America’s role in Syria: High stakes either way

WASHINGTON — If America doesn’t get involved militarily in Syria and President Bashar al-Assad’s regime falls, what will happen to the country’s massive stockpile of chemical weapons — could they fall into even more dangerous hands?

That’s one of the questions Virginia politicians from both sides of the party line debated in a special Town Hall WTOP hosted on Friday about America’s role in the escalating Syrian crisis and the possible ramifications of diplomacy, military action or maintaining the status quo.

Sen. Mark Warner and Rep. Jim Moran, both Democrats, and Republican representatives Frank Wolf and Rob Wittman offered differing opinions, but all agreed on one thing: The situation is tenuous and the stakes are high.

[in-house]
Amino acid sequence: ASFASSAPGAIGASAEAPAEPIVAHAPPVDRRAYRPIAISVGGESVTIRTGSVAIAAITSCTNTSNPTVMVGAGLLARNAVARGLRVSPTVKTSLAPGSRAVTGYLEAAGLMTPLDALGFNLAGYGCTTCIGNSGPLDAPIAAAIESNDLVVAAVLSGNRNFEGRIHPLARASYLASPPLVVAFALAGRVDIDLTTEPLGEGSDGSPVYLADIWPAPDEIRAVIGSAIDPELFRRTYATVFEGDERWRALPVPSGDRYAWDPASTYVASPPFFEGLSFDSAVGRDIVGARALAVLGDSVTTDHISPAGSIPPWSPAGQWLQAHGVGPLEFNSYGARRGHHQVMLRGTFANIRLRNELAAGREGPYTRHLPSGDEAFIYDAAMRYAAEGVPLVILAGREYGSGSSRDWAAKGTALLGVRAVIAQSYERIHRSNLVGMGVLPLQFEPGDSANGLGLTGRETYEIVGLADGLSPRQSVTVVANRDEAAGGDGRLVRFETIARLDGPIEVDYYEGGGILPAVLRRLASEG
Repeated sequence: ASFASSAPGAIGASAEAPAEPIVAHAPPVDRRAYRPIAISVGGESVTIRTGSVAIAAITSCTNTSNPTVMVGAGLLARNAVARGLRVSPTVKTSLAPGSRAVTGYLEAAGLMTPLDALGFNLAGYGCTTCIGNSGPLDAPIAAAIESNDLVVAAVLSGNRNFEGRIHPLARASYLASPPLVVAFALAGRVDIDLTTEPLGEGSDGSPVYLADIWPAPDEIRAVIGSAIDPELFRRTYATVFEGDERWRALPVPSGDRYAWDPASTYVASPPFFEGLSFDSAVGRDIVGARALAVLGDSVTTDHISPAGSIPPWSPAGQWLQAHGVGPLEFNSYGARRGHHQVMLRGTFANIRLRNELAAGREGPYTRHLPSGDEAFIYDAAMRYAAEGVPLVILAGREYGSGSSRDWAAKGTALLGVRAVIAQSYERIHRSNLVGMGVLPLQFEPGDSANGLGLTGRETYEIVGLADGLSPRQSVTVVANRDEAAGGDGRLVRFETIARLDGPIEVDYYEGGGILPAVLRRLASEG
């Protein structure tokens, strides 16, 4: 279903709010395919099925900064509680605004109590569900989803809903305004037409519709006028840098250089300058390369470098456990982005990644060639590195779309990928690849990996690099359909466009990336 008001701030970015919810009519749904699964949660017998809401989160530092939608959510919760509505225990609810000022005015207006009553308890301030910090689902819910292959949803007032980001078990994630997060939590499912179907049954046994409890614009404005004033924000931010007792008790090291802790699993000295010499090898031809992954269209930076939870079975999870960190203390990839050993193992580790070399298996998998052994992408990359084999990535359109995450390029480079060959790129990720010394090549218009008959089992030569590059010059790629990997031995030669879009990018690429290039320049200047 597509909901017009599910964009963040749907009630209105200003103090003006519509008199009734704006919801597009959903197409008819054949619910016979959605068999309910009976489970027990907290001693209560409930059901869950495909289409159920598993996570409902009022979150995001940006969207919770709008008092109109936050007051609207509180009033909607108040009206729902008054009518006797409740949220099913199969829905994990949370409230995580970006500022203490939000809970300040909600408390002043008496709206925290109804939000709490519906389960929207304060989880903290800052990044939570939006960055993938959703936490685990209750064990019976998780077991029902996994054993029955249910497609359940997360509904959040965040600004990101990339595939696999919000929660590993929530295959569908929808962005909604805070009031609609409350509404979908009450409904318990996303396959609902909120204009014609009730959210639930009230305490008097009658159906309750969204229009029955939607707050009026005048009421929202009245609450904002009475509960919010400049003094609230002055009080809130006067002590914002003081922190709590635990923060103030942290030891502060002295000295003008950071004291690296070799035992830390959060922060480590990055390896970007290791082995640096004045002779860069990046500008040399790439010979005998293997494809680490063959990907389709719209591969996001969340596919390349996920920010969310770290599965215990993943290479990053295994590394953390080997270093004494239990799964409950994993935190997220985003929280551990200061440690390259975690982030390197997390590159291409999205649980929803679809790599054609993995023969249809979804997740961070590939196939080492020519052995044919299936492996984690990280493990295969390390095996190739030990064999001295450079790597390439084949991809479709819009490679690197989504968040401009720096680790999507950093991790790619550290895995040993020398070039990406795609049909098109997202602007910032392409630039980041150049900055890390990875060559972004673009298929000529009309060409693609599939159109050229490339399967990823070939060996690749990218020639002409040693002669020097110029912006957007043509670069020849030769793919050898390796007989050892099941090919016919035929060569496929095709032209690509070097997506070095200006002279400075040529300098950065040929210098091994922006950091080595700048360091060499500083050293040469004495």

“If you destabilize and Assad falls, the weapons there, who is going to get them?” Wolf asked before Moran weighed in.

“These weapons are more lethal and more dangerous than any used in the past,” Moran said.

Wittman continued, “If those chemical weapons fall into the hands of others, you haven’t solved the problem. You’ve only made it worse. And the U.S. will have to face those weapons again, perhaps in more dangerous hands.”

While Wittman and Wolf said they would not support military action at this time, Warner and Moran disagreed.

“I do think there are ramifications of acting,” Warner, who participated by telephone, said. “We all know the negative implications of acting. But what about the negative implications of not acting?”

Callers asked about the role of the United Nations, the perilous situation for Syrian Christians — who don’t like Assad, but are protected by him, according to Wolf — and whether Russia can be trusted.

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